That led me to begin rinsing out plastic produce bags or zip-top bags and hanging them to dry on various things around the kitchen like the utensils sticking out of the ceramic crock next to the range.

East DIY Plastic Bag Drying Rack

Once the bags dried, I stuck them in one of the grocery bags along with the mesh bags.

This method worked but it was not convenient so my handy spouse made a DIY plastic bag dryer that was so simple I could probably have made it.

Reusing plastic bags is not an ideal solution because they are still plastic bags; however, it is a step in the right direction.

Bring Your Own Containers

Several years ago, my spouse and I joined the SLO Natural Foods Co-op so we could buy organic food that is grown and made by local and regional farmers and food producers.

The Co-op’s bulk bins are a major attraction housing a wide array of food items including flour, granola, almonds, dried cranberries, rice, sugar, and Zen party mix (now a favorite snack).

Various Sizes of Reusable Plastic and Glass Containers
Brown rice, flour, raisins, smoked paprika, pink salt, sugar, and brown sugar in a variety of reusable plastic and glass containers.

Scooping rice into a plastic bag from the bulk bin seemed to defeat part of the purpose of buying in bulk so we began bringing our own containers. At the store, you weigh the container empty and put a label on it so the checkout clerk knows how much weight to subtract from your purchase of granola or kidney beans. Now, when we get home from the Co-op, we unload our bulk purchase containers from our reusable shopping bags and put them directly in our kitchen cupboards.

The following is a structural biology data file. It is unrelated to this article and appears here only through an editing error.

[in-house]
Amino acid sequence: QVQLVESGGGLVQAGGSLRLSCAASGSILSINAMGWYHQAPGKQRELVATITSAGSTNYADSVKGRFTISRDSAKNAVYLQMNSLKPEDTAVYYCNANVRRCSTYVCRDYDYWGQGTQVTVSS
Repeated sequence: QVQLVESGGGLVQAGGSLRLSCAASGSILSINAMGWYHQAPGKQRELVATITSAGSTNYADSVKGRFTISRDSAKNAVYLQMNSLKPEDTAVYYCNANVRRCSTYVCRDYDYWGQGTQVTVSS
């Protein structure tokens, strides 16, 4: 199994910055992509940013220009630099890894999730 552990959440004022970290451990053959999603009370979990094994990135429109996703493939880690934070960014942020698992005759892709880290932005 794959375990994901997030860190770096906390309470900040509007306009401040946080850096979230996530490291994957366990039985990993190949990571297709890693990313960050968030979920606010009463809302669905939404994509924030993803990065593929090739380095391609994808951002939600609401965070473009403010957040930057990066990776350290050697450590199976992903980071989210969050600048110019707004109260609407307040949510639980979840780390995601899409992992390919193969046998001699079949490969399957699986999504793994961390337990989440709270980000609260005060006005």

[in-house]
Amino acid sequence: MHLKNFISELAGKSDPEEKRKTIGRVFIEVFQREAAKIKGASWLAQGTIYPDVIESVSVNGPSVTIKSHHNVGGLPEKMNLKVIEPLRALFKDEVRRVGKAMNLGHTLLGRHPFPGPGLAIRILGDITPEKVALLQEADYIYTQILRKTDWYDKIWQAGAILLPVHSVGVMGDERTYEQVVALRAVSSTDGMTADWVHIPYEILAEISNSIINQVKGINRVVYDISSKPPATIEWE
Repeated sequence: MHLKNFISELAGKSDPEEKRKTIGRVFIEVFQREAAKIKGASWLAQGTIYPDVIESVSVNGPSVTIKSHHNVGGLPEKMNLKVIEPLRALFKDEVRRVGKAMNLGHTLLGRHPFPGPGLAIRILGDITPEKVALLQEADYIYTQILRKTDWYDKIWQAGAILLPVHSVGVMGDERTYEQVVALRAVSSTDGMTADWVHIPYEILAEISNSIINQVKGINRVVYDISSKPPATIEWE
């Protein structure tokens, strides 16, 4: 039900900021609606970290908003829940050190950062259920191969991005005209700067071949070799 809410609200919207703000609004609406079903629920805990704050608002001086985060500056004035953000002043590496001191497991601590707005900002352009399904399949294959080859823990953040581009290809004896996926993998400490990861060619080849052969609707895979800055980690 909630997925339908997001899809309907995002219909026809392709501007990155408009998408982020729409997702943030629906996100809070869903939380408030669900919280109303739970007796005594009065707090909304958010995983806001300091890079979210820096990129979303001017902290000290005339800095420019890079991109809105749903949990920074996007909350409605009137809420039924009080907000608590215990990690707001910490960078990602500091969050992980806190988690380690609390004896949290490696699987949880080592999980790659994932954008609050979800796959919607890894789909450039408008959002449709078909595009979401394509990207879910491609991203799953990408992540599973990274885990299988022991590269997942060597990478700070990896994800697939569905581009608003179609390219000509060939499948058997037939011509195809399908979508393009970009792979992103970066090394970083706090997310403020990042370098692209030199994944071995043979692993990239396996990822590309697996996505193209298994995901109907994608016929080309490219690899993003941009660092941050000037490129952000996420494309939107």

Not long ago, I decided to try a similar strategy at the farmers market.

I was tired of bringing home food like mushrooms and strawberries in plastic or cardboard containers, storing the empty containers on the kitchen counter, and then returning them to the farmers the next week.

One week I took my own containers with me and asked the farmers if they would mind if I emptied their containers into my containers. No one said no. A couple of farmers thanked me and said that packaging is expensive so reusing it saves them money and they could refill them on the spot for other customers.

Granted you do have to take containers with you to the grocery market and farmers market, but I think it is worth it.

I hope you can see how you can easily reduce your own single-use plastic bag waste with a little effort and that you decide to try one or two of the above ideas or come up with your own.

While I was writing this post, I thought it would be fun to assess our multi-year single-use plastic bag waste reduction effort. This led to an unexpected discovery that you can read about in the next post if you want to.

Featured Image at Top: Single-use Plastic Shopping Bag Flying through the Air with Trees and Sky in the Background – Photo Credit iStock/Spiderstock